Cincinnati bridge collapse becomes political fodder for highway spending

21 Jan 2015 | Author: | No comments yet »

Construction worker mourned in I-75 bridge collapse.

CINCINNATI — The Cincinnati police chief urged morning commuters to plan ahead Tuesday after an interstate overpass undergoing demolition collapsed, killing one person and injuring another. Drivers should stay away from the collapsed overpass north of downtown Cincinnati and leave with plenty of time to get to work, chief Jeff Blackwell said after Monday night’s accident. The highway will be shut down indefinitely.(Photo: Cameron Knight, The Cincinnati Enquirer) CINCINNATI — As city officials continue to investigate what caused an I-75 bridge overpass that was undergoing demolition to collapse late Monday, a construction worker who was killed is being mourned. He said Alabama must contend with a budget shortfall of hundreds of millions of dollars and tackle an overcrowded prison system that has been plagued with problems for decades.

Bentley, who campaigned as an opponent of Medicaid expansion under the Affordable Care Act, also said the state must work to make health care more accessible and affordable. Following months of delays, jury selection is set to begin Tuesday afternoon in the trial of James Holmes, the man accused of killing 12 people and wounding scores more in a mass shooting at a crowded Colorado movie theater in 2012.

The “catastrophic pancake collapse” happened about 10:30 p.m. as a crew prepared for demolition of the old Hopple Street overpass, according to a statement from the City of Cincinnati. Crystal Hargett, of Bracken County, said she got a phone call shortly after 10:30 p.m. from her husband, Billy, saying that he had just lost his best friend. Holmes, a 27-year-old former graduate student, faces 166 counts of murder, attempted murder and other charges in the shooting, which took place in Aurora, Colo., during a showing of the Batman film “The Dark Knight Rises”. Some 9,000 summonses have been mailed out to potential jurors in Arapahoe County—one of the largest jury pools ever called in the U.S., according to legal experts.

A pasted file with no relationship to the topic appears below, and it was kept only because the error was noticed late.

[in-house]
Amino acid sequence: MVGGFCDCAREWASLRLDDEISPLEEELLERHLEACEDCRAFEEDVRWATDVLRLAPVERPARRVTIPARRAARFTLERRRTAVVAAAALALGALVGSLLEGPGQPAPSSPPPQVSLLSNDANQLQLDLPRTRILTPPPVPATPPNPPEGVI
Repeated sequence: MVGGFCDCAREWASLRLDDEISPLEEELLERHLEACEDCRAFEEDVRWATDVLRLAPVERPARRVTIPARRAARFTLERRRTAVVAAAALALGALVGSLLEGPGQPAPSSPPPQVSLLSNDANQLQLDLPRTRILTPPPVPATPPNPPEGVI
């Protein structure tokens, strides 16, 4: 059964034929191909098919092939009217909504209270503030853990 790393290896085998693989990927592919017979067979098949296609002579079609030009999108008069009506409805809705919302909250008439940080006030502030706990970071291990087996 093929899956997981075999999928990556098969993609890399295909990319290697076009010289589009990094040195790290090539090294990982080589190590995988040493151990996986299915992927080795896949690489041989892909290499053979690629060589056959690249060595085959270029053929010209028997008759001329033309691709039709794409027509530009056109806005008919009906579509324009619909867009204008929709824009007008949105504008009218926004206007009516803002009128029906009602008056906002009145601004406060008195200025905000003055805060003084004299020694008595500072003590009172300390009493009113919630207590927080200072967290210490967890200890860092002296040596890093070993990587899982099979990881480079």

He rushed over to try, unsuccessfully, to save the victim. “Billy said he just pulled his brother out,” Crystal Hargett said through tears. “They were so close that (Billy) called him his brother. They drove to work together every day.” “You’re looking at three children under the age of 9 at home in Kentucky that are going to wake up looking for their daddy,” Hargett said. “And his fiance, they were high school sweethearts. I just am in fear that something could be impacted if it became an endangered species.” Fire officials were combing through the rubble of an Annapolis-area mansion searching for six missing people Tuesday after the home known locally as “the castle” was destroyed in a fire, the Baltimore Sun reported. The city tweeted: “Plan ahead, leave early, expect delays.” Over the course of the night, dozens of onlookers had stopped their cars on the new Hopple Street bridge, on the shoulder of the interstate or on a nearby off ramp. Tieke, of Cincinnati, ran heavy equipment in the Army and for the city for 30 years. “I don’t know how this could have happened,” Tieke said. “Accidents happen.

Nearly two decades after the ancient skeleton called Kennewick Man was discovered on the banks of the Columbia River, genetic analysis of its origins is still under way. Army Corps of Engineers, which is responsible for the care and management of the bones. “At present there is no indication he has a different origin than North American Native American.” While scientists say the finding is still subject to change, such a conclusion would bring a dramatic end to a debate that has polarized the field of anthropology since 1996 and set off a legal battle between scientists who sought to study the 9,500-year-old skeleton and Northwest tribes that sought to rebury it as an honored ancestor.

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